- Brush attachment: useful for cleaning cars, greenhouses and conservatories.
- Patio cleaner attachment: circular plastic hoods with a brush around the bottom edge. Stops you having to stoop and helps ensure dirty water doesn't spray everywhere.
- Wheels: handy for heavier models. But, if you have lots of uneven ground or steps make sure you can still carry the machine.
- Hose storage wheel: avoids the cable getting tangled up.
- Attachment holder: to keep your tools to hand while cleaning.
- Additional handles: some machines have a variety of handles that will make carrying it around while cleaning much easier.
- Telescopic handle: super-useful if you need to clean high level surfaces.
Should you buy a separate patio cleaner?
Some pressure washers come with a patio cleaner attachment, but they're often an optional extra costing around £40-50. So are they worth it?
Patio cleaners can be useful for large expanses of patio or driveway. They make cleaning easier and less messy than using a standard jet lance, as the plastic cover over the nozzle helps to stop dirty water spraying everywhere. They are also often quicker to use than the main lance.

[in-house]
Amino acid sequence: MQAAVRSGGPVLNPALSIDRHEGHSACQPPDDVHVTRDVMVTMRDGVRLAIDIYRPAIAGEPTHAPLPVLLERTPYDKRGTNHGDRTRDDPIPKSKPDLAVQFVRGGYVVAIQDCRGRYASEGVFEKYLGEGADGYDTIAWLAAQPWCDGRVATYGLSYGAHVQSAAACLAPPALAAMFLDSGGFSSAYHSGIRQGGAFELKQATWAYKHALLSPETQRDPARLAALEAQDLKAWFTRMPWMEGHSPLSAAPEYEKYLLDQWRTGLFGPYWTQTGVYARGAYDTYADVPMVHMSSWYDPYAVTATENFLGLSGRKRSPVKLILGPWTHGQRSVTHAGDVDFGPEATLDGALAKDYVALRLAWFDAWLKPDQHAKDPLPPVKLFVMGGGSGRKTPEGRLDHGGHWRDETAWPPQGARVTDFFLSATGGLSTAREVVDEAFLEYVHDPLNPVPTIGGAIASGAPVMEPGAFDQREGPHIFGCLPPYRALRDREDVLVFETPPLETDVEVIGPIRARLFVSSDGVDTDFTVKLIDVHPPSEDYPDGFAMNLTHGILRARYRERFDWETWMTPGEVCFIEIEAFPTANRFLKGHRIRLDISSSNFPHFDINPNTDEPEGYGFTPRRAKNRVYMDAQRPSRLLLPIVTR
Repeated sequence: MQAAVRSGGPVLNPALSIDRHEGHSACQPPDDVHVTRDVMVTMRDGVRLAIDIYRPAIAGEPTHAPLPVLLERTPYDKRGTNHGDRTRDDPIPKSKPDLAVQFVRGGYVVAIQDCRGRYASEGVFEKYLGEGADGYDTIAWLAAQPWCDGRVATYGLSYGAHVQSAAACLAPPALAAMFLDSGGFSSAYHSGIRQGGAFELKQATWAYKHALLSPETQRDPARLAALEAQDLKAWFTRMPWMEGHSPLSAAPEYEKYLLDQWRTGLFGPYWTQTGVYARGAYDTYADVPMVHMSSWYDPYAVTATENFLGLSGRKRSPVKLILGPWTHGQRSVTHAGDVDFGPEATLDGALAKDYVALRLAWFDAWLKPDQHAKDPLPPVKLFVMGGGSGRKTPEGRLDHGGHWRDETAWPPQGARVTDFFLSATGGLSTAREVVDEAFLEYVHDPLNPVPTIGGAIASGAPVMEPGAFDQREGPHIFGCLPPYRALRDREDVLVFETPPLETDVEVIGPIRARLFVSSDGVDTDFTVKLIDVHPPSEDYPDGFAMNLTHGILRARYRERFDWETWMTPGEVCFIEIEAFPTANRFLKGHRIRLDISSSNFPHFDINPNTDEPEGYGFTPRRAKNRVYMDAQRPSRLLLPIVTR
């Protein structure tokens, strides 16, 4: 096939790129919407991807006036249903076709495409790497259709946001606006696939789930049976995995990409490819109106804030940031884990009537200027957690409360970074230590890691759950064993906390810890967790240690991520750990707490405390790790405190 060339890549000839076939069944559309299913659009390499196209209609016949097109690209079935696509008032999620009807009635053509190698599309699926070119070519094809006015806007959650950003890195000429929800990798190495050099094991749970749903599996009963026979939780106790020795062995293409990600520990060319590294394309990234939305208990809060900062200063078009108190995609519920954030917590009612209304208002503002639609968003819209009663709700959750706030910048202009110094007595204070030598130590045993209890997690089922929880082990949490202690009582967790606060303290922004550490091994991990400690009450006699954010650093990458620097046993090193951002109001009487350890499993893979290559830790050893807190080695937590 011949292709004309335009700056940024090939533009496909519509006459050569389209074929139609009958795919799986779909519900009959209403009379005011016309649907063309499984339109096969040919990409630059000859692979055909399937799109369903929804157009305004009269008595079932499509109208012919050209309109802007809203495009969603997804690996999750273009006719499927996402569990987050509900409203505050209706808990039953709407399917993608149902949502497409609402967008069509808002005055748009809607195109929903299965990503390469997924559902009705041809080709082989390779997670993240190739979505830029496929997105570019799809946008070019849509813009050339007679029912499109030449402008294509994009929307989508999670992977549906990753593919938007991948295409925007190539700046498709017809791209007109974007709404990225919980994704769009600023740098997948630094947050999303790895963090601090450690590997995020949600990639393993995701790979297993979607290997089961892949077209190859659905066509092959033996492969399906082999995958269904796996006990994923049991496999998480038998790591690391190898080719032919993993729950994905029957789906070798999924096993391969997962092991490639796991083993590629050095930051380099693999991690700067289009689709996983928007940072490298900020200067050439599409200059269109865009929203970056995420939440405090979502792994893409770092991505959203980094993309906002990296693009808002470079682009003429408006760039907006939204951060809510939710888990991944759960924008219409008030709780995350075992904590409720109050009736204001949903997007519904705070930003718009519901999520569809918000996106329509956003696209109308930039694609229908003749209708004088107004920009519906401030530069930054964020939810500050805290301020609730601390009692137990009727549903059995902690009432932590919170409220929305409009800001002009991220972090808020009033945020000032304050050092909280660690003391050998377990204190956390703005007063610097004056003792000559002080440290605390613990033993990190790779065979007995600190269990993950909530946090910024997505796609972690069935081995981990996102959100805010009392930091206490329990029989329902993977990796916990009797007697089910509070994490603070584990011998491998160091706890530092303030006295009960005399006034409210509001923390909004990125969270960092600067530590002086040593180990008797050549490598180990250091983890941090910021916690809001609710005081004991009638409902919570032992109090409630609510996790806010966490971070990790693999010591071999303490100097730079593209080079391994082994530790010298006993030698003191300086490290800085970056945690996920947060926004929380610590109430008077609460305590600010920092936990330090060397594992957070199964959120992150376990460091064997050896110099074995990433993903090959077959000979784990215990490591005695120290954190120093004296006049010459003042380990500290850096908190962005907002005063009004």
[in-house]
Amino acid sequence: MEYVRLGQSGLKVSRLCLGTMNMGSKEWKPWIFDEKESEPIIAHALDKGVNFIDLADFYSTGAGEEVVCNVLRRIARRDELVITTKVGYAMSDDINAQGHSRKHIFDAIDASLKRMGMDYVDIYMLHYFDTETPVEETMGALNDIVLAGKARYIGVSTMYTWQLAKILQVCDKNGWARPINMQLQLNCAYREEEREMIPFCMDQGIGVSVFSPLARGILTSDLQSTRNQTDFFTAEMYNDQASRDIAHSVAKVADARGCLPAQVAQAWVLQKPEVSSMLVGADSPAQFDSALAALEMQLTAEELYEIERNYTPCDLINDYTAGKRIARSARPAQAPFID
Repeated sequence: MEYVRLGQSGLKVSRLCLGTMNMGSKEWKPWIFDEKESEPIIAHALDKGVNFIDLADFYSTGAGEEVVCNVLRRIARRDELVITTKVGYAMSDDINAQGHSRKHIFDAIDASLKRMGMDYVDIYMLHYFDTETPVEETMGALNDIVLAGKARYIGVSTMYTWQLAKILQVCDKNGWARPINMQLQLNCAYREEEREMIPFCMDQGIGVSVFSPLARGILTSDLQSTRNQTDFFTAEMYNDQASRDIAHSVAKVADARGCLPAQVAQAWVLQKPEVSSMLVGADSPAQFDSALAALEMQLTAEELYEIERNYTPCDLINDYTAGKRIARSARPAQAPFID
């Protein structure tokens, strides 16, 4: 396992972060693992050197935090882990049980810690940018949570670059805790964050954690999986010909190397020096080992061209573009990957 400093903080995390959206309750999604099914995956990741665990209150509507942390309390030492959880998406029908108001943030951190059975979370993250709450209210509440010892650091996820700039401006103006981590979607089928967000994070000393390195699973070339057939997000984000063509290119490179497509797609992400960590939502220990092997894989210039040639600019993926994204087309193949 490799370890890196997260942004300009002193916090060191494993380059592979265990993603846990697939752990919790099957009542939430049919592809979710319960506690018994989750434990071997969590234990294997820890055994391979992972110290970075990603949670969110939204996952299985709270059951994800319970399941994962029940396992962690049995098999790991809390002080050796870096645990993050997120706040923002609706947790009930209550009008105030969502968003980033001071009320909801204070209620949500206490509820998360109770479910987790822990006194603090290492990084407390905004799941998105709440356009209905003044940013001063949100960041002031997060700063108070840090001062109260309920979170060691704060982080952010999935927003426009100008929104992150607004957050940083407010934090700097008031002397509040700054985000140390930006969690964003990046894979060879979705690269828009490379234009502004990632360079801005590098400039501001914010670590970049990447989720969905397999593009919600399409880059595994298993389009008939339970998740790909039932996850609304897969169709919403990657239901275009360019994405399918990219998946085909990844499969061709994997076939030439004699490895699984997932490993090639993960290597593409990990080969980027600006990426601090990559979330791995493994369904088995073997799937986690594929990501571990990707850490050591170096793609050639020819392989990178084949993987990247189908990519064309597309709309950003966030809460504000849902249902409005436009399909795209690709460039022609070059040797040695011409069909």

They can be particularly useful for cleaning block paving, as they're less prone to blasting away the sand from the joints than more powerful nozzles.
But there can be big differences between the effectiveness of patio cleaners from different brands. We make it clear in all our reviews whether we think that the compatible pressure washer accessory is a useful addition to the model.
Pressure washers compared
Below we've listed the key specs and features for some of the most popular pressure washers.
Nilfisk D-PG 140.4-9 X-TRA Powergrip, £275
- Power: 1,500 watts
- Output water pressure: 125 bars
- Flow rate: 460 lph
This Nilfisk pressure washer comes with three potentially useful attachments - a patio cleaner, a brush for cleaning the car and a detergent bottle attachment that has a foamer nozzle. It also has a reasonable hose length of six metres, which means you won’t need to worry about it reaching your car. Not bad for the price. But is it really such a bargain?
Stihl RE 88 Compact, £115
- Power: 1,700 watts
- Output water pressure: 90 bars
- Flow rate: 370 lph
The Stihl RE 88 compact pressure washer has a 90-bar water pump that Stihl claims makes it great for cleaning jobs around the house and garden. It also comes with wheels, which is useful if you’re using the machine on flat surfaces. It hasn’t got many additional features but it’s definitely affordable. Does it clean well?